Professor Ohzawa’s academic background is in electronics engineering, but he has extended his expertise into neuroscience as well. As he sees it, electronic engineering and neuroscience are not so dissimilar. This is because the approach to understanding how the brain sees things is in some ways similar to the image processing technologies used in televisions and cameras.
Quantifying what one brain cell sees
In my research, I aim to develop a quantitative representation of what a single brain cell sees when a visual stimulus from the outside world is received by the eye and transmitted to the brain. Individual cells only see a tiny fraction of the whole scene, but this is not in a form like a piece of a photograph that has been cut up. The picture is divided up in a much more complex manner. If we are able to explain this division to the point that it can be reconstructed on a computer, there will be great scope for practical applications.
Starting at the primary visual cortex with a view to higher-order functions
In my lab, we expose animals to various visual stimuli and use computers to analyze the response of individual brain cells when those stimuli are received. Research to date has enabled us to know roughly how cells will react to certain patterns. In our experiments we often use a striped pattern. Different cells prefer different angles and widths of stripes. They also see different parts of the pattern. Each cell only sees an area roughly the size of a one yen coin. So we need to identify which kinds of stimuli are most effective for each cell one by one.
We have developed a reasonable understanding of what cells see in the primary visual cortex. I hope now to advance this research to the higher levels of second and quaternary visual cortex. Some cells express primitive features, so surely there are others that consolidate those expressions together as a group. I want to find out what kinds of forms and elements these higher-order cells respond to. I think that if we can work out a way to measure their responses directly, we will be able to make sense of a lot of other things as well.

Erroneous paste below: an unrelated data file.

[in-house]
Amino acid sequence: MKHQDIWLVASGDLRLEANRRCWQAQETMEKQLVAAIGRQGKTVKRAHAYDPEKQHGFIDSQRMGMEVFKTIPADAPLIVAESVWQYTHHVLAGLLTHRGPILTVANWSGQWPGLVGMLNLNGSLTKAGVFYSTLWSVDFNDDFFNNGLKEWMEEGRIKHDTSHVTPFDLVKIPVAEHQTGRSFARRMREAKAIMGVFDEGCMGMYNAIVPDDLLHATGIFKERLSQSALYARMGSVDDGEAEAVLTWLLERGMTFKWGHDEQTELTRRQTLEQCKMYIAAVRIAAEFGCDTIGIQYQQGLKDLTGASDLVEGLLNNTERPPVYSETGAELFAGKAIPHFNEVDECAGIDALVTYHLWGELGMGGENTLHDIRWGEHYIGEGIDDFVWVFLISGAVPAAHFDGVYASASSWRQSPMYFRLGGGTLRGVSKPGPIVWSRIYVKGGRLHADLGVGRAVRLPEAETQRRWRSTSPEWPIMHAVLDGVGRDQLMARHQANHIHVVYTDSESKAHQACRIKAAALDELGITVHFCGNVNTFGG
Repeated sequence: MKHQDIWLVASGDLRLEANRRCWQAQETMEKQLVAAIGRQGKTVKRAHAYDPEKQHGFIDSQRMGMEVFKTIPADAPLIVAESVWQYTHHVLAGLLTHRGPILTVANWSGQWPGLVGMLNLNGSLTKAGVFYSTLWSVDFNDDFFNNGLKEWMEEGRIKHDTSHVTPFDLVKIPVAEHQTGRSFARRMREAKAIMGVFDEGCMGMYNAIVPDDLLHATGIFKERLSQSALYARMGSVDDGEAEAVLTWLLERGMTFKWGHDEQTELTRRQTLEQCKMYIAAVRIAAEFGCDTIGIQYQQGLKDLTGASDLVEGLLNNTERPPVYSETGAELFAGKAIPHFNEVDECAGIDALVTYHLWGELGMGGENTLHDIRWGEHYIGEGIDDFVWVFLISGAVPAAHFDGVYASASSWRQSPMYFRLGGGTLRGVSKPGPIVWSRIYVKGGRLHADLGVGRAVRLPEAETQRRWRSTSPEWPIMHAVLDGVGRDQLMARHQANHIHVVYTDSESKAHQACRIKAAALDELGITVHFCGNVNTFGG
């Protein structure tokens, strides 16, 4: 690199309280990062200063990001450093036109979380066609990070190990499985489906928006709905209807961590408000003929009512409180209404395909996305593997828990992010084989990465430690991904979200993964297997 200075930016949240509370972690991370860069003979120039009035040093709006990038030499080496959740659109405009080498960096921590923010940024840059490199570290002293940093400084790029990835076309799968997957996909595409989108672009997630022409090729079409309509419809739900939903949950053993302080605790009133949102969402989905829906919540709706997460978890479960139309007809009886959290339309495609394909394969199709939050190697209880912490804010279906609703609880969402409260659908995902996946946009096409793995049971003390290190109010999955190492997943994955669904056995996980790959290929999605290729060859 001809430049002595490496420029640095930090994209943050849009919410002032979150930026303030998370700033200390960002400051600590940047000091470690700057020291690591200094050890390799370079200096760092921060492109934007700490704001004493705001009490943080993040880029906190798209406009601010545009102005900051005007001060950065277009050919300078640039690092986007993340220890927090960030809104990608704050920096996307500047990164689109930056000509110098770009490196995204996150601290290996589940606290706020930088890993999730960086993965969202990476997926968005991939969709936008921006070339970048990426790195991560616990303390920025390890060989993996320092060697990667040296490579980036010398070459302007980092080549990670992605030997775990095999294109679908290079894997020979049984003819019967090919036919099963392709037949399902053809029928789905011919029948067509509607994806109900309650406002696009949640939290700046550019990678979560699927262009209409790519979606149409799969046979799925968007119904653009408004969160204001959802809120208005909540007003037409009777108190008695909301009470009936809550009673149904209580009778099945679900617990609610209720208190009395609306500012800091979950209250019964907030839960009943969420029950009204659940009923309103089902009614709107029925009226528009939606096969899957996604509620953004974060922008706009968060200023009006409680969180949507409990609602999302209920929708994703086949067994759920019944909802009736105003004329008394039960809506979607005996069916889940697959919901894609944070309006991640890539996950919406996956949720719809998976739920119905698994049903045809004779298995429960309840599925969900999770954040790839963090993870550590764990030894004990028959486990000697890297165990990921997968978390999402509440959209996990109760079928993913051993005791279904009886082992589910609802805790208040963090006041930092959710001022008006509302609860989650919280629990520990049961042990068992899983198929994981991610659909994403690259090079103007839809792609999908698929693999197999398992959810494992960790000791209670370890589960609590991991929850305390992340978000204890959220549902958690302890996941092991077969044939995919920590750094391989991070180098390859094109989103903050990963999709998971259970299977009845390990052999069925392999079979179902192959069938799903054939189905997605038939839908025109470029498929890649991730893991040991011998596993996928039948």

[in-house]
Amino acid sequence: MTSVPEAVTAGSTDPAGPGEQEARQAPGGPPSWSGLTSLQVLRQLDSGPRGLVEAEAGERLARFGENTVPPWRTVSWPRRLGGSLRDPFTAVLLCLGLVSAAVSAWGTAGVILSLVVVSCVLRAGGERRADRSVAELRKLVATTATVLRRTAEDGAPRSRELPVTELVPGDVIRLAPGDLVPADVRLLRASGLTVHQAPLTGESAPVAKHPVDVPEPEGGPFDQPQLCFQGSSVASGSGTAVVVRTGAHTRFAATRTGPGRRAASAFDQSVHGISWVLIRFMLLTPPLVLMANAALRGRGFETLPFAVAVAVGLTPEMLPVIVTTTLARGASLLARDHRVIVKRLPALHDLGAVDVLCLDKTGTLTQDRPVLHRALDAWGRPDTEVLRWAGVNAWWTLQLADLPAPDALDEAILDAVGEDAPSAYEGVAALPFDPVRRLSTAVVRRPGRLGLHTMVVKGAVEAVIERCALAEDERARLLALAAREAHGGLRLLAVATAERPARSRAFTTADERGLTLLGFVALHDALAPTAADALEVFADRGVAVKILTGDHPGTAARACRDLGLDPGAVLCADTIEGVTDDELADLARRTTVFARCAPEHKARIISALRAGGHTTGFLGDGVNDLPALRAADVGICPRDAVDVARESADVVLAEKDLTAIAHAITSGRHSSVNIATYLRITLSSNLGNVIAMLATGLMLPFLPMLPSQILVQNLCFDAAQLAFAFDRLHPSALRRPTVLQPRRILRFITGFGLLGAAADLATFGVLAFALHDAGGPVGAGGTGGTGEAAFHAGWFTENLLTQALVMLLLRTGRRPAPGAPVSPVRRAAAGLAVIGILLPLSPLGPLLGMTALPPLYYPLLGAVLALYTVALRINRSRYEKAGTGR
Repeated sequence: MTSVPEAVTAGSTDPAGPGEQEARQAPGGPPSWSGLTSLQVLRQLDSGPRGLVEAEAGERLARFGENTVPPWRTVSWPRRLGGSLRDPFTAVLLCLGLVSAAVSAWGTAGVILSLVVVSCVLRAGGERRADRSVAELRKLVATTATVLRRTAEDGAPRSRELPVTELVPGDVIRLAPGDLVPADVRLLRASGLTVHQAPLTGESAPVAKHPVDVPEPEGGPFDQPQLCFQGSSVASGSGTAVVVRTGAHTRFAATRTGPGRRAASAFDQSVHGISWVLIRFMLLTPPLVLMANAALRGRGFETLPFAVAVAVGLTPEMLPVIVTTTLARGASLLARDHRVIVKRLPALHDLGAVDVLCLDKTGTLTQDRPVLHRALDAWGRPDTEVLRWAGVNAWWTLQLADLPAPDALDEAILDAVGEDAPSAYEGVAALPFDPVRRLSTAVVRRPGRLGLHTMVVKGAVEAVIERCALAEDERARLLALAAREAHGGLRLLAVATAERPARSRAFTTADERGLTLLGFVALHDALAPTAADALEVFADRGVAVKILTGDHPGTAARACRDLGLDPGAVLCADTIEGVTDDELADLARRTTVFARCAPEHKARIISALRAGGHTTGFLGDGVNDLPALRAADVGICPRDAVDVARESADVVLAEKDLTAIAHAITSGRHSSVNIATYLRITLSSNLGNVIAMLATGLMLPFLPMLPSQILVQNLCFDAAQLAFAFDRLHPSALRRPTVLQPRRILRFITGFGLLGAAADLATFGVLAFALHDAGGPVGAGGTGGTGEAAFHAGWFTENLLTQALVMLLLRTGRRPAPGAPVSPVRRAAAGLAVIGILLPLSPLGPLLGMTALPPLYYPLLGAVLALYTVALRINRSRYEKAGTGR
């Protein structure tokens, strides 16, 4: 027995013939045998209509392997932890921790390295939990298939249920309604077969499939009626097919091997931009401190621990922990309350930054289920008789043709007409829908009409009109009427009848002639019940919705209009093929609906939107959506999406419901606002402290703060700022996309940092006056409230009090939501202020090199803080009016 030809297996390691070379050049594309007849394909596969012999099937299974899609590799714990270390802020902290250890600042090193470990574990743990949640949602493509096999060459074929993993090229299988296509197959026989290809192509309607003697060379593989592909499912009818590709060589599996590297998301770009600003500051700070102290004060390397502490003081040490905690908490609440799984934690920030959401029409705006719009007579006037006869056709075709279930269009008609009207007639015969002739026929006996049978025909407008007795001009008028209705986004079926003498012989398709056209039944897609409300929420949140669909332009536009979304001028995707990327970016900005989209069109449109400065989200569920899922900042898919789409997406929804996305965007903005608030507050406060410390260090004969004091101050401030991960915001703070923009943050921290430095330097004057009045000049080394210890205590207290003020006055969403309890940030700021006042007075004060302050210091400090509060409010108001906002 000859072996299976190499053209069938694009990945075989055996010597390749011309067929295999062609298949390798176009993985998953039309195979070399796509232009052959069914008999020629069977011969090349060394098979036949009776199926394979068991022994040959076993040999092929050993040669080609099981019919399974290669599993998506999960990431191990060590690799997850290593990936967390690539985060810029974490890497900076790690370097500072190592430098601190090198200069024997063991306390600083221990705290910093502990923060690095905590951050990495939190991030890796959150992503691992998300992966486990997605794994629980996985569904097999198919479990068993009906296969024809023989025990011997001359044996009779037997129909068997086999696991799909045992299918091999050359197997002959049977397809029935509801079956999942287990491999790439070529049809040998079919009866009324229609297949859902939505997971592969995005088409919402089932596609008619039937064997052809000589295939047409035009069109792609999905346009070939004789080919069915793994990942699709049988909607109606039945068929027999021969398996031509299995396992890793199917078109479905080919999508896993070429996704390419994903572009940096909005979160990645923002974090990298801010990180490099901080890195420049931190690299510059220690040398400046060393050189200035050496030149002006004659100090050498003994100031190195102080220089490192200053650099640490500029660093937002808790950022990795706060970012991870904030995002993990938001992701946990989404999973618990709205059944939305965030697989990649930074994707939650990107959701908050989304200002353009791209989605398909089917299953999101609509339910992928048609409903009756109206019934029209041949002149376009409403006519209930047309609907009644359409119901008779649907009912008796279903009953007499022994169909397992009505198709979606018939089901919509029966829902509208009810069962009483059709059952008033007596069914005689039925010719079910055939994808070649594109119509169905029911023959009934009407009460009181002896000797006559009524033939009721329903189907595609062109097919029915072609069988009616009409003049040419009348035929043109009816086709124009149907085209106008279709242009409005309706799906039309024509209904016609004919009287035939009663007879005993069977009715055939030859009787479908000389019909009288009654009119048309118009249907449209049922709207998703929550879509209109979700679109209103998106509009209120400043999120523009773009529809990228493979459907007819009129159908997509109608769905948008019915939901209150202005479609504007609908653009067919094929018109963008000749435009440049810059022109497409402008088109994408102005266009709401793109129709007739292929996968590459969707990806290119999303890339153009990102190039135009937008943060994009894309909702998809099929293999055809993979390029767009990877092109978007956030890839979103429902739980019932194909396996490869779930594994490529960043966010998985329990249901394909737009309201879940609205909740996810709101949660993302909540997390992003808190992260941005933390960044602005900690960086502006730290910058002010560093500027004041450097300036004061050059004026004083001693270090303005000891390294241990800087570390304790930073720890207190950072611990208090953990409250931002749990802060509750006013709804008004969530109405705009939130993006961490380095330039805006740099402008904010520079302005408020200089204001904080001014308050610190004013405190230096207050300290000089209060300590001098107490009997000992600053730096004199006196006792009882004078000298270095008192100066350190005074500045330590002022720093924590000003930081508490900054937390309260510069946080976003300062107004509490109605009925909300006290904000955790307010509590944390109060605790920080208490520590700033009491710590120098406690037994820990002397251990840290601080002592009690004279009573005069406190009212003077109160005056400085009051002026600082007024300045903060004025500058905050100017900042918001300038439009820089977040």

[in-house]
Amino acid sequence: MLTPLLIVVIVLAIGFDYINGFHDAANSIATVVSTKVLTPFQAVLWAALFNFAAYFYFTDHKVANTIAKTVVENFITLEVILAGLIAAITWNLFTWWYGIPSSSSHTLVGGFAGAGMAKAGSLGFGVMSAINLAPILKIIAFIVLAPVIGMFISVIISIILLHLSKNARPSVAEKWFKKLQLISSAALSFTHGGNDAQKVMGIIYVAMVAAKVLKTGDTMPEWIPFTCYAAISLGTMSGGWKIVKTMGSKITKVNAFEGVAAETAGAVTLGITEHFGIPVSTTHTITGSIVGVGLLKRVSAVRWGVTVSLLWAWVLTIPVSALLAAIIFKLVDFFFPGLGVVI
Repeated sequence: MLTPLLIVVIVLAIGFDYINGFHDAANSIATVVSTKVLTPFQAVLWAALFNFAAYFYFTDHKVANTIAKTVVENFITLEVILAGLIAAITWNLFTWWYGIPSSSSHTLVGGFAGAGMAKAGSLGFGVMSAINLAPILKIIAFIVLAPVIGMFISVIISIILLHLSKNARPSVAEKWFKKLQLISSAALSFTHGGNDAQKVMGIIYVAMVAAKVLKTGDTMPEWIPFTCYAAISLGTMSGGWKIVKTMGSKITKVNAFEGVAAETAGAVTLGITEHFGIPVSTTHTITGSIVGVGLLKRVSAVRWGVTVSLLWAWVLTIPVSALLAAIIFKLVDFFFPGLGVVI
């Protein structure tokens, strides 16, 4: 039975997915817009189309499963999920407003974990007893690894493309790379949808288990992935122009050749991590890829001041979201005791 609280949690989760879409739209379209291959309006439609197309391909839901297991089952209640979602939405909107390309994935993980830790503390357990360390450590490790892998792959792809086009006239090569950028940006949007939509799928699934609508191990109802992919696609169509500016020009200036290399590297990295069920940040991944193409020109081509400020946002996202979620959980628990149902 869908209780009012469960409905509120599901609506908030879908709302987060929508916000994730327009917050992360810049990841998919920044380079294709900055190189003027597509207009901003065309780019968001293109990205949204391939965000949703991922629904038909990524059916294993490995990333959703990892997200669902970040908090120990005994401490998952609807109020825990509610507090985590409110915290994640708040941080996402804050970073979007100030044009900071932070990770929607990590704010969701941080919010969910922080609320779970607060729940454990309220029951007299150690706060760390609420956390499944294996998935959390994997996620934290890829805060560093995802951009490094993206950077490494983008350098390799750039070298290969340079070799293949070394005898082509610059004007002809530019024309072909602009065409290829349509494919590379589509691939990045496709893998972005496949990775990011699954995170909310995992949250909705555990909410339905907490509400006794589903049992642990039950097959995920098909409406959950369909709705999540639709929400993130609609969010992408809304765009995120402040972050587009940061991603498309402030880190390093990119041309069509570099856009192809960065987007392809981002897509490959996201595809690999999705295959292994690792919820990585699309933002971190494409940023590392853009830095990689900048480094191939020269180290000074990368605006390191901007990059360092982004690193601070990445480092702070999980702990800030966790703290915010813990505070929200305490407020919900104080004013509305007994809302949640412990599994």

Electronic engineering and neuroscience
I studied electronic engineering at university, and only came across neuroscience by chance while I was studying overseas. At first I was just interested to see researchers recording how cells respond. I noticed that when the cells were given regular stimuli, they responded in a regular manner, running contrary to my image of the brain as something mysterious. My interest grew as I realized that this kind research was not so far removed from my own.
Electronic engineering deals with technology, while neuroscience is about life. Some may think that they are very different, but that is not true at all. I think their two worlds are actually rather similar. It is quite natural that someone interested in televisions, cameras, and other image processing technology would also think about how the human brain views the world.
Using a new vocabulary to understand a new field
The Humanware Innovation Program allows, for example, someone who likes physics and computers to do research on life and organisms. What such a student needs to be careful of, however, is not to define themselves simply as a physicist or an engineer and draw the research too deeply into the areas they are most familiar with. I think it is best to put your own prior studies to one side and dive right in to someone else’s world.
As your research progresses, you’ll find that what you learned as an undergraduate student is far from useless. To begin with, though, you should try to express yourself using the vocabulary of the new discipline you are engaging with, and to understand things using that vocabulary. I think that when exploring ideas and expertise from a different discipline, it is important to study the way experts in that discipline talk about it. You have a great opportunity to equip yourself with fresh ideas. I encourage you to make the most of it.